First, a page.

“Here’s the plane’s last known whereabouts.” Sheriff Patrick Collins tapped a finger on the plastic Cascade Mountains map spread across his Suburban’s hood and turned a resolute brown gaze on his team. Shivering, Brynn studied the wet map, ignoring a buzzing rush as it dumped a load of adrenaline in her gut.
It felt good.
“A hunter called it in late yesterday. He’d seen a plane flying low through the range that sounded like it was in trouble.” Collins spoke grimly. A dark, lean man, the deep lines around his mouth reflected his demanding twenty-five years with the sheriff’s department. “He said the little plane barely made it over Cougar Ridge, and he swore it had to have hit the trees on the other side of the ridge, but he couldn’t see any smoke from his position.”
The determined eyes of his three Madison County Search and Rescue team members memorized the spot on the map as icy rain ran off their red hoods. Brynn brushed a drip off her cheek and plunged her hands into the pockets of her winter parka.
“He didn’t try to check it out? Give us a clearer location?” Jim Wolf, the SAR team’s leader, scowled at the map. Confidence hovered around the stocky man like a mist. “The possible search area is huge.”
Collins shook his head. “He was alone and scouting from the forest service road.” He drew his finger along a dotted line on the map. “From that road—actually it’s more like a muddy, rut- crammed path—Cougar Ridge is over a thousand feet straight up before it drops to form a deep valley in the Cascades. There’s no way he could have hiked up there.”
Brynn eyed the distance from Collins’s finger to their present location on the map. “We’re miles away,” she muttered. From the spot where a small plane may have crashed in a huge forest.
“This is the quickest way into that valley,” Collins stated. “It’s gonna be a harsh run. You guys are the most experienced, and that’s why I want you out there. You’re the best hasty team I’ve got.”
As the hasty team, their mission was to get in to the emergency site first and fast, and assess the location. The sheriff’s department had nicknamed them “hard chargers.” After appraising the situation, they communicated their needs to the sheriff, requesting specific help or conveying bad news.
Brynn watched as Collins traced a route from the trailhead where they stood. The route left a groomed wilderness trail and pushed through one of the densest forests in the Cascades. The path wasn’t flat. There were ups and downs all the way to the site. Mostly ups.
It was going to be a tough one.
Bring it on.
Two wavy blue lines crossed their projected path on the map, and Brynn’s stomach gave an acid twinge. Rivers. And they’d be deadly fast and high from the five inches of Oregon rain in the last twenty-four hours. She glanced at the three men. Sheriff Collins and the biggest member of the team, Thomas Todoroff, were studying the route, discussing elevation. Jim wasn’t looking at the map. His concerned gaze rested on her; he knew her hatred of river crossings. She gave him the tiniest shake of her head.
“So we don’t know for sure if the plane even went down? And we’re guessing where it might’ve crashed?” Steam hovered in the frosty air from Brynn’s quick questions. She’d wanted to distract Jim, get his piercing eyes off her. “What about its emergency locator transmitter? Can’t they pinpoint it?”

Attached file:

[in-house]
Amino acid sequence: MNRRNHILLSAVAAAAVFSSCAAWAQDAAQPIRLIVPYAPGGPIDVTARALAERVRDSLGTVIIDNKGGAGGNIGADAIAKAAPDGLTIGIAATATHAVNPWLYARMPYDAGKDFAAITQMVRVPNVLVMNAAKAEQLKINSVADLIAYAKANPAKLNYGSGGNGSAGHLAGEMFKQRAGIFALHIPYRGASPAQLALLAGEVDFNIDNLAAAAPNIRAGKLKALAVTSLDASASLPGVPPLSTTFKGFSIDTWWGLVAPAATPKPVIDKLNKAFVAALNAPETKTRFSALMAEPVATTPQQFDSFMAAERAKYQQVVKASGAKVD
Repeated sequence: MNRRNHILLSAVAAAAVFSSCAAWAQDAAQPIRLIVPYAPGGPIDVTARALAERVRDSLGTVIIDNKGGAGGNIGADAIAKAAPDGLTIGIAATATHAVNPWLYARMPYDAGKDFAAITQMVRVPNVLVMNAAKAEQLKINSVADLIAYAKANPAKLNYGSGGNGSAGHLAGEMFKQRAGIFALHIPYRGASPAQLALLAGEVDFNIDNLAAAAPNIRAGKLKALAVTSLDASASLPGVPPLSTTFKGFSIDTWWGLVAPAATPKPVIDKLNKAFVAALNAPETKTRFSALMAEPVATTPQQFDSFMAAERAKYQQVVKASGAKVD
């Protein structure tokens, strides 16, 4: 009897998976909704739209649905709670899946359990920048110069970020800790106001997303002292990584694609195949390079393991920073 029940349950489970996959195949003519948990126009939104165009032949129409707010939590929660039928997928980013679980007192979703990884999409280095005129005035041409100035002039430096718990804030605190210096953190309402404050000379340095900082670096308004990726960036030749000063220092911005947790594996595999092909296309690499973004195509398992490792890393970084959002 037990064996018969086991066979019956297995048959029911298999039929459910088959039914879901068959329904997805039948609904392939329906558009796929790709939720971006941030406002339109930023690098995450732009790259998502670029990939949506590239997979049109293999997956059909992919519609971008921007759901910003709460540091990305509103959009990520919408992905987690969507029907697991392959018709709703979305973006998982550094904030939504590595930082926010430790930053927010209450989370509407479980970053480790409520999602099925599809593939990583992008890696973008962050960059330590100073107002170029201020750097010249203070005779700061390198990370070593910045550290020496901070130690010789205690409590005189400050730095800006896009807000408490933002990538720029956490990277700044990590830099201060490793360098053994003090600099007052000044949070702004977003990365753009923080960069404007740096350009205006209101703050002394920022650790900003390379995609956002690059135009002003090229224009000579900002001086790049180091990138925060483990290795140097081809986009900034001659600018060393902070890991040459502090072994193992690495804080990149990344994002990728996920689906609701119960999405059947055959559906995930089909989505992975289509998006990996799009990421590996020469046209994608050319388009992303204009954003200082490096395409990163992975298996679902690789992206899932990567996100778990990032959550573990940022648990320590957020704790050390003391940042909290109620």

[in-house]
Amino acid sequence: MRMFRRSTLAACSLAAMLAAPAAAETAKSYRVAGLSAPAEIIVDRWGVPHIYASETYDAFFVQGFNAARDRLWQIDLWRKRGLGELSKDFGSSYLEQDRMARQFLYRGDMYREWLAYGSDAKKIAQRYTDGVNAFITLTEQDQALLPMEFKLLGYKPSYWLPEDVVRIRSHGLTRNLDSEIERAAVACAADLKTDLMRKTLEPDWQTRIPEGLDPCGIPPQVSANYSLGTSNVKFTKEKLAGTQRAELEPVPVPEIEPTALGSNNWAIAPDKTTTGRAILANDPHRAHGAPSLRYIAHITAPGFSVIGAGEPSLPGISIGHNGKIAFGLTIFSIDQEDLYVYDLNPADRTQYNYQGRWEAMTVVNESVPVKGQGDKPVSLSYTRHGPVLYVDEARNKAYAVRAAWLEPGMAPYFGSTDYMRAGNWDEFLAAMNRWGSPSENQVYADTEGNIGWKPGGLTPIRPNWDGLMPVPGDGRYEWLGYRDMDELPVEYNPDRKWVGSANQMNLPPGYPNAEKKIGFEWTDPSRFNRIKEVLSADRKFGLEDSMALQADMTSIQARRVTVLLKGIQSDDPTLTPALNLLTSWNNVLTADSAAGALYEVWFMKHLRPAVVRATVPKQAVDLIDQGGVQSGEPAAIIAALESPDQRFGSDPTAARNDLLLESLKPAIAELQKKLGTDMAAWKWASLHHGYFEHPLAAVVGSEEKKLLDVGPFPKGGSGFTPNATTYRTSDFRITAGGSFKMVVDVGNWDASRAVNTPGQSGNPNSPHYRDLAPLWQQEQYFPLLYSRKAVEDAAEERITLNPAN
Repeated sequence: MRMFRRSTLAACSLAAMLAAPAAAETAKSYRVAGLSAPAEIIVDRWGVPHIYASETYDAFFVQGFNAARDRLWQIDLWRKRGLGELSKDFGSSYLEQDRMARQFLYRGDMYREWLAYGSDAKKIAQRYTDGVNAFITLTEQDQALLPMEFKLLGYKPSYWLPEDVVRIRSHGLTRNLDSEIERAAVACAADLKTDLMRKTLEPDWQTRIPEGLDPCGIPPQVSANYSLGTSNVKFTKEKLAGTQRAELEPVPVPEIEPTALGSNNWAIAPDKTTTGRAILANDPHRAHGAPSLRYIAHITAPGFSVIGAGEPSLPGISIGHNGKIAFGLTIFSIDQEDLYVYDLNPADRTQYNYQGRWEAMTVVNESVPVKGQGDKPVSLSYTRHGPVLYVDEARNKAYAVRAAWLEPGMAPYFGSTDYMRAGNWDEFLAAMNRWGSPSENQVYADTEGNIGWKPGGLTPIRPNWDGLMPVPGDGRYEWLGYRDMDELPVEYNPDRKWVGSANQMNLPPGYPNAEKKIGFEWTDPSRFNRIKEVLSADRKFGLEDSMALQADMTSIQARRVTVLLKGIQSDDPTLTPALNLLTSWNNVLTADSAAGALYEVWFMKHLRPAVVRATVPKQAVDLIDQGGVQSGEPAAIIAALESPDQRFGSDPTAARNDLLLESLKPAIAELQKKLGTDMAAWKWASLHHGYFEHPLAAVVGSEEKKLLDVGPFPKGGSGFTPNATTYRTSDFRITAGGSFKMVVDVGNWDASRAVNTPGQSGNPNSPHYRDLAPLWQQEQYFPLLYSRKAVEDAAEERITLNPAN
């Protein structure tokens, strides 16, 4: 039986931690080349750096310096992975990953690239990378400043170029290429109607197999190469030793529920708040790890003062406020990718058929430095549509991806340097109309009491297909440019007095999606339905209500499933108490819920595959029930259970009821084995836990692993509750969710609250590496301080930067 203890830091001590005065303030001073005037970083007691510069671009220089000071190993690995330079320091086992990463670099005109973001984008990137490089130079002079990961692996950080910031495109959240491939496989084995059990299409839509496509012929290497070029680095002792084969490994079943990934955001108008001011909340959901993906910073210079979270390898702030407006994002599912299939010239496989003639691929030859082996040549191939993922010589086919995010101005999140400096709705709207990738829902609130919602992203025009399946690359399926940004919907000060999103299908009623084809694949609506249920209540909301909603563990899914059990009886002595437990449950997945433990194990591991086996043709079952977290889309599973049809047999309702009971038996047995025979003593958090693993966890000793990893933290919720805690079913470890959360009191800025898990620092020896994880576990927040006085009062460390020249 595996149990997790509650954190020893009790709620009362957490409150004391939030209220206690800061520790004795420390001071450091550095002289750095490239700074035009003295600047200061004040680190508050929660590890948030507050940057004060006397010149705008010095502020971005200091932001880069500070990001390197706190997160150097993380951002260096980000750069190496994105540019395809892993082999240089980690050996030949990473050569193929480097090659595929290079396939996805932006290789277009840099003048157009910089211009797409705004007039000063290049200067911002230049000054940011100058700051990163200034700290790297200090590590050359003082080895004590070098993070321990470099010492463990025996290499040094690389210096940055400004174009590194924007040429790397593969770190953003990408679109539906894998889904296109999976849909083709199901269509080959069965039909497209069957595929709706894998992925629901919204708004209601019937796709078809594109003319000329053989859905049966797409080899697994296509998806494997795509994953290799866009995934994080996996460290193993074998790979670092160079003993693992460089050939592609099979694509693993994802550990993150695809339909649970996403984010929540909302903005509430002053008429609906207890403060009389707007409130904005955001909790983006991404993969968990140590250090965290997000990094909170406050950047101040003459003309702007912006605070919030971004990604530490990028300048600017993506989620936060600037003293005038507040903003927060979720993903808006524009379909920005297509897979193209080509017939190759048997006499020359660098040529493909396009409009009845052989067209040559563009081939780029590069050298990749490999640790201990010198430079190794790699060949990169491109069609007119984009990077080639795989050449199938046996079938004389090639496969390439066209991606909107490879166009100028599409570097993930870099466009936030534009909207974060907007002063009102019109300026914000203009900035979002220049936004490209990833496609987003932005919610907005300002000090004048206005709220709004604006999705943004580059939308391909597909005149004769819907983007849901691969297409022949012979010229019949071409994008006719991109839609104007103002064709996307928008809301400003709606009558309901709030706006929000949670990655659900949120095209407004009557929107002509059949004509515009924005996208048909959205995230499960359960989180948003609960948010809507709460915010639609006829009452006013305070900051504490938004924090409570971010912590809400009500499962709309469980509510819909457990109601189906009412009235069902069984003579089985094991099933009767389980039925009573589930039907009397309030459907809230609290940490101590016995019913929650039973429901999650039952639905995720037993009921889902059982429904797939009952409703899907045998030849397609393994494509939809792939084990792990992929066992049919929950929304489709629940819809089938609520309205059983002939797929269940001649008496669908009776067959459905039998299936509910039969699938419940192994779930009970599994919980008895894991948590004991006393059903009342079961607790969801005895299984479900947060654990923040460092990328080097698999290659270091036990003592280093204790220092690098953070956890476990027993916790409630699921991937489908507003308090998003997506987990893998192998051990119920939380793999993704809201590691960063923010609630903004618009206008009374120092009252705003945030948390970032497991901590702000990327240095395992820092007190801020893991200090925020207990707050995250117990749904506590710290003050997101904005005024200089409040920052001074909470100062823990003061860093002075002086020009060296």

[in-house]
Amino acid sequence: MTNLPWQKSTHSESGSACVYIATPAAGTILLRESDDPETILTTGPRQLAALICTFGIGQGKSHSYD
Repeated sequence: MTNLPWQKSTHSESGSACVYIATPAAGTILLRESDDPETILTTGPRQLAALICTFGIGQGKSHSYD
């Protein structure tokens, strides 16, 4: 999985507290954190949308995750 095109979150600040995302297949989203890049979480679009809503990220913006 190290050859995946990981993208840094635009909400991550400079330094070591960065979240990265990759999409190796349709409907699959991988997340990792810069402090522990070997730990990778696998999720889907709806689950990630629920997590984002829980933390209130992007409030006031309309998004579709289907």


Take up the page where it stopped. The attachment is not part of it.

Collins shook his head. “The plane didn’t make its scheduled landing at the Hillsdale airport last night. Calls to other airports confirmed it hadn’t landed anywhere within two hundred miles. And as for the ELT, no one can pick up anything. You’ve got to be in line of sight to pick up the signal, and the crappy weather is keeping away the search planes. Or it’s possible the ELT is damaged and not working.”
“Not working? I thought those things were indestructible.” The words tripped out of Brynn’s mouth as she stared at the sheriff.
“They run on batteries,” was the dour reply. “Or can be turned off.”
The group grumbled in unison at the information.
“No luck with the radar?” Jim asked.
The sheriff grimaced. “Apparently, there are several radar gaps going over the Cascades. The hunter’s visual spot was farther north than where the plane last appeared on radar. That valley’s the best place we’ve got to start, and this weather isn’t going to let up, so we’ve got to go in on foot.” Collins paused. “One more thing.” Three gazes locked onto his, and Brynn tensed at the heavy discomfort in his eyes.
What worse news could he tell us?
Collins rubbed his lips together.
“What?” Jim asked sharply. “What is it?”
“I got a call from the US Marshals’ office early this morning. Looks like the plane’s one of their transports.”
Transport? A plane packed full of convicts?
“I thought they flew the big stuff. You said this plane was small.” Brynn’s stomach twisted.
Collins shook his head. “This was a lease. They were moving a single prisoner back to Portland. The caller also told me there were two pilots and a marshal on board.”
Brynn’s stomach relaxed the littlest bit. Only one convict.
“What kind of prisoner? What’d he do?” Thomas cut to the chase. The dark man didn’t usually say much, but when he did, it was direct and to the point. The huge Alaskan hoarded words like thousand-dollar bills.